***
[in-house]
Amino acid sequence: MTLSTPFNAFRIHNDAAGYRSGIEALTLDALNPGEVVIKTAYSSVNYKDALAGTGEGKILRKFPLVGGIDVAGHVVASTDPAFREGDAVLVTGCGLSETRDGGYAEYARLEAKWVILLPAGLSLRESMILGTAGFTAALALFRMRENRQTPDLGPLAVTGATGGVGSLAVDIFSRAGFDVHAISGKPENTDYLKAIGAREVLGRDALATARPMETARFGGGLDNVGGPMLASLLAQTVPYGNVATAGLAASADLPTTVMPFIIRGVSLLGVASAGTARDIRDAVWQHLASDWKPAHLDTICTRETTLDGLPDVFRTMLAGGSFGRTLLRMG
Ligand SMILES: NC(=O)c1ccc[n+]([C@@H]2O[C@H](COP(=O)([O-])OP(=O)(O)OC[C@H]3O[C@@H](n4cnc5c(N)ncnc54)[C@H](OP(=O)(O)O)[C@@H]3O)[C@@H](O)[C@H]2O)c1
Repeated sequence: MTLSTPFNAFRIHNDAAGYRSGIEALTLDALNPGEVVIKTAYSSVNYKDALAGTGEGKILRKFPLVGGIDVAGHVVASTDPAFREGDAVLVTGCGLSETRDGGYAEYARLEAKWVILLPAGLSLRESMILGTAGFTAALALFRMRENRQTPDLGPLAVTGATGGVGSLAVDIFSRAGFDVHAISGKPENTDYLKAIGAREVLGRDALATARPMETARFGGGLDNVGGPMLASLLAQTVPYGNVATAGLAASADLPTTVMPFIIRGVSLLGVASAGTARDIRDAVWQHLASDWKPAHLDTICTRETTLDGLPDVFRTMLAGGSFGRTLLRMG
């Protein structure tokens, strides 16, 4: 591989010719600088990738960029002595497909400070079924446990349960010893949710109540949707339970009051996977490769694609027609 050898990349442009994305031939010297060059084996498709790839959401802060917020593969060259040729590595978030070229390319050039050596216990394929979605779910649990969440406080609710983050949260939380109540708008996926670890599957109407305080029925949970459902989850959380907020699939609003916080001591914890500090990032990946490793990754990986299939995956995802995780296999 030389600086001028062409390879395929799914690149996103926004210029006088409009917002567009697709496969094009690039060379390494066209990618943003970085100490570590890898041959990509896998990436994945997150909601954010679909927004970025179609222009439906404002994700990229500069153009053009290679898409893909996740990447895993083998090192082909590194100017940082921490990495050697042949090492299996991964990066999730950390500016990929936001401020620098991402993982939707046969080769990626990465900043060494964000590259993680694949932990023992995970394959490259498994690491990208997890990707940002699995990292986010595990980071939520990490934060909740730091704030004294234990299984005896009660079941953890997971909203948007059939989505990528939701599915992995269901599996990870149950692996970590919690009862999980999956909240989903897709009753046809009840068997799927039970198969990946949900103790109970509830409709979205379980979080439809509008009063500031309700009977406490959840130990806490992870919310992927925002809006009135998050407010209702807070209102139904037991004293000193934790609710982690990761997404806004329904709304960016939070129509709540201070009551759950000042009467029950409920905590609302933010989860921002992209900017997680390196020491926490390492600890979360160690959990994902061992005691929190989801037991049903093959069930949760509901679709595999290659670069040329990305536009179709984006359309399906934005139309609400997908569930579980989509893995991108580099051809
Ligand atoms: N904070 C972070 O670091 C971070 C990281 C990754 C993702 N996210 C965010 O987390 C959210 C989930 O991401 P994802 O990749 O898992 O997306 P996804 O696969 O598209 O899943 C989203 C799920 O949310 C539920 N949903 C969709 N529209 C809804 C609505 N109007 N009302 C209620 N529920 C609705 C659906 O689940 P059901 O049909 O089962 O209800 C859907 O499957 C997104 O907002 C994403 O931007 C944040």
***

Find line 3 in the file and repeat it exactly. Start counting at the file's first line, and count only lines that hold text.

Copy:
Ligand SMILES: NC(=O)c1ccc[n+]([C@@H]2O[C@H](COP(=O)([O-])OP(=O)(O)OC[C@H]3O[C@@H](n4cnc5c(N)ncnc54)[C@H](OP(=O)(O)O)[C@@H]3O)[C@@H](O)[C@H]2O)c1